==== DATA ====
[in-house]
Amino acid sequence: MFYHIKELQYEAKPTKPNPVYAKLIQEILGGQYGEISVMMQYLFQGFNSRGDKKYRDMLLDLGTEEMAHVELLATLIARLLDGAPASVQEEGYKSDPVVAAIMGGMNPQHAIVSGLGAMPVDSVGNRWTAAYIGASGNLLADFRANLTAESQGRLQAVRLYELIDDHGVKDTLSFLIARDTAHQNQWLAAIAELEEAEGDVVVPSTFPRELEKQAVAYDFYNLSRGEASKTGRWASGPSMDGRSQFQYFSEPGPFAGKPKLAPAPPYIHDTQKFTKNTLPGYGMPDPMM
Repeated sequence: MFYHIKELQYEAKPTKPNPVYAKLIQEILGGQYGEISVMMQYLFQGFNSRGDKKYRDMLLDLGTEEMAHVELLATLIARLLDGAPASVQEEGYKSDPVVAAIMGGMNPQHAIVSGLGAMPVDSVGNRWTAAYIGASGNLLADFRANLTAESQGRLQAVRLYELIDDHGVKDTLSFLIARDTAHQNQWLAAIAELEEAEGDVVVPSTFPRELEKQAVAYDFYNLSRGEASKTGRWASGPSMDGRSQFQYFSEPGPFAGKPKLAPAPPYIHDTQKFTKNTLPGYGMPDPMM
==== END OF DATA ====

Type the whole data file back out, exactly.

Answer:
[in-house]
Amino acid sequence: MFYHIKELQYEAKPTKPNPVYAKLIQEILGGQYGEISVMMQYLFQGFNSRGDKKYRDMLLDLGTEEMAHVELLATLIARLLDGAPASVQEEGYKSDPVVAAIMGGMNPQHAIVSGLGAMPVDSVGNRWTAAYIGASGNLLADFRANLTAESQGRLQAVRLYELIDDHGVKDTLSFLIARDTAHQNQWLAAIAELEEAEGDVVVPSTFPRELEKQAVAYDFYNLSRGEASKTGRWASGPSMDGRSQFQYFSEPGPFAGKPKLAPAPPYIHDTQKFTKNTLPGYGMPDPMM
Repeated sequence: MFYHIKELQYEAKPTKPNPVYAKLIQEILGGQYGEISVMMQYLFQGFNSRGDKKYRDMLLDLGTEEMAHVELLATLIARLLDGAPASVQEEGYKSDPVVAAIMGGMNPQHAIVSGLGAMPVDSVGNRWTAAYIGASGNLLADFRANLTAESQGRLQAVRLYELIDDHGVKDTLSFLIARDTAHQNQWLAAIAELEEAEGDVVVPSTFPRELEKQAVAYDFYNLSRGEASKTGRWASGPSMDGRSQFQYFSEPGPFAGKPKLAPAPPYIHDTQKFTKNTLPGYGMPDPMM